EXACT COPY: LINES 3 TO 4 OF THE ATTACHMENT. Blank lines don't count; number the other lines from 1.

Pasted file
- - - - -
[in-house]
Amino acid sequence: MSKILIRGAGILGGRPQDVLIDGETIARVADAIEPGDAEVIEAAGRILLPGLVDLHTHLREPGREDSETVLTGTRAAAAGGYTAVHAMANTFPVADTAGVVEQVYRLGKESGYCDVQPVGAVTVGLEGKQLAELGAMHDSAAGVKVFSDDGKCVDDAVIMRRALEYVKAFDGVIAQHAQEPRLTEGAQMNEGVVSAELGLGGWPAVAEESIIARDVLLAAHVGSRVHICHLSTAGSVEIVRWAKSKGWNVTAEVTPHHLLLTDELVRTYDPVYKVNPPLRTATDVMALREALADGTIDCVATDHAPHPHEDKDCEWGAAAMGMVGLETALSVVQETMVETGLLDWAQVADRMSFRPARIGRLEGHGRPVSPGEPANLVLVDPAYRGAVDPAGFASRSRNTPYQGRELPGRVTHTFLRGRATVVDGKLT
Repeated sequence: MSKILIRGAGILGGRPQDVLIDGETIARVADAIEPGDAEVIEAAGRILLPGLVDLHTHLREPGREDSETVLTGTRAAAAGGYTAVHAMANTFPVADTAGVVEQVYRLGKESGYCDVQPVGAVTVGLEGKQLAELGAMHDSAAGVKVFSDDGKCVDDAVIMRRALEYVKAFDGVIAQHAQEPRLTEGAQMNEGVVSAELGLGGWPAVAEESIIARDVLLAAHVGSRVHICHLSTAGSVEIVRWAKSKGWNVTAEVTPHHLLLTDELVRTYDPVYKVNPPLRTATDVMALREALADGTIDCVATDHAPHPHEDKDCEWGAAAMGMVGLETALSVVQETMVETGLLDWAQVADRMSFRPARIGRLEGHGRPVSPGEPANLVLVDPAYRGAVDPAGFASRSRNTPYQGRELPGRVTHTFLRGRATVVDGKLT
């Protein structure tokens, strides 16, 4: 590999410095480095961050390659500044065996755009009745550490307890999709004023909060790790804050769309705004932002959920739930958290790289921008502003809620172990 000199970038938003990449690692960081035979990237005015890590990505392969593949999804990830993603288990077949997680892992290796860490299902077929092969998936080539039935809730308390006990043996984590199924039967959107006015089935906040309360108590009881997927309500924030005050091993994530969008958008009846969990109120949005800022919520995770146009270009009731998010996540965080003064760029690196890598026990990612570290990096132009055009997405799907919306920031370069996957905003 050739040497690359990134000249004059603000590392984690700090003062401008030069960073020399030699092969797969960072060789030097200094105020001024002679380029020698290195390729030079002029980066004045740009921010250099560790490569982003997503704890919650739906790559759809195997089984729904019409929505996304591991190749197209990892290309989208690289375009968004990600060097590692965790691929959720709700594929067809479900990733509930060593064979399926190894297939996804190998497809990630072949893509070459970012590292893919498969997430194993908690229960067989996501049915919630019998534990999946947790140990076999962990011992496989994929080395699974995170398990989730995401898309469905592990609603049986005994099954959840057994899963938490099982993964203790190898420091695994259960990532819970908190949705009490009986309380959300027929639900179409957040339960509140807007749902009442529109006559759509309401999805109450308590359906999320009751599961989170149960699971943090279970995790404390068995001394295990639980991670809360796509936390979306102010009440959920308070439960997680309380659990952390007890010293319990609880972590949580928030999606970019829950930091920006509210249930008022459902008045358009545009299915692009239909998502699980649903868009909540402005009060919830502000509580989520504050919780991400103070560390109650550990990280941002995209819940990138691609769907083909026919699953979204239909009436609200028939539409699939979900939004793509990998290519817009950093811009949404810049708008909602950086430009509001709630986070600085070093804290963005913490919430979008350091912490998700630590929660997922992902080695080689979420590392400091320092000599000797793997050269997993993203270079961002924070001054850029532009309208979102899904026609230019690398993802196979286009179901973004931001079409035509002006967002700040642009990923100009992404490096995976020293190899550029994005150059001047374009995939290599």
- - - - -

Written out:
Repeated sequence: MSKILIRGAGILGGRPQDVLIDGETIARVADAIEPGDAEVIEAAGRILLPGLVDLHTHLREPGREDSETVLTGTRAAAAGGYTAVHAMANTFPVADTAGVVEQVYRLGKESGYCDVQPVGAVTVGLEGKQLAELGAMHDSAAGVKVFSDDGKCVDDAVIMRRALEYVKAFDGVIAQHAQEPRLTEGAQMNEGVVSAELGLGGWPAVAEESIIARDVLLAAHVGSRVHICHLSTAGSVEIVRWAKSKGWNVTAEVTPHHLLLTDELVRTYDPVYKVNPPLRTATDVMALREALADGTIDCVATDHAPHPHEDKDCEWGAAAMGMVGLETALSVVQETMVETGLLDWAQVADRMSFRPARIGRLEGHGRPVSPGEPANLVLVDPAYRGAVDPAGFASRSRNTPYQGRELPGRVTHTFLRGRATVVDGKLT
């Protein structure tokens, strides 16, 4: 590999410095480095961050390659500044065996755009009745550490307890999709004023909060790790804050769309705004932002959920739930958290790289921008502003809620172990 000199970038938003990449690692960081035979990237005015890590990505392969593949999804990830993603288990077949997680892992290796860490299902077929092969998936080539039935809730308390006990043996984590199924039967959107006015089935906040309360108590009881997927309500924030005050091993994530969008958008009846969990109120949005800022919520995770146009270009009731998010996540965080003064760029690196890598026990990612570290990096132009055009997405799907919306920031370069996957905003 050739040497690359990134000249004059603000590392984690700090003062401008030069960073020399030699092969797969960072060789030097200094105020001024002679380029020698290195390729030079002029980066004045740009921010250099560790490569982003997503704890919650739906790559759809195997089984729904019409929505996304591991190749197209990892290309989208690289375009968004990600060097590692965790691929959720709700594929067809479900990733509930060593064979399926190894297939996804190998497809990630072949893509070459970012590292893919498969997430194993908690229960067989996501049915919630019998534990999946947790140990076999962990011992496989994929080395699974995170398990989730995401898309469905592990609603049986005994099954959840057994899963938490099982993964203790190898420091695994259960990532819970908190949705009490009986309380959300027929639900179409957040339960509140807007749902009442529109006559759509309401999805109450308590359906999320009751599961989170149960699971943090279970995790404390068995001394295990639980991670809360796509936390979306102010009440959920308070439960997680309380659990952390007890010293319990609880972590949580928030999606970019829950930091920006509210249930008022459902008045358009545009299915692009239909998502699980649903868009909540402005009060919830502000509580989520504050919780991400103070560390109650550990990280941002995209819940990138691609769907083909026919699953979204239909009436609200028939539409699939979900939004793509990998290519817009950093811009949404810049708008909602950086430009509001709630986070600085070093804290963005913490919430979008350091912490998700630590929660997922992902080695080689979420590392400091320092000599000797793997050269997993993203270079961002924070001054850029532009309208979102899904026609230019690398993802196979286009179901973004931001079409035509002006967002700040642009990923100009992404490096995976020293190899550029994005150059001047374009995939290599």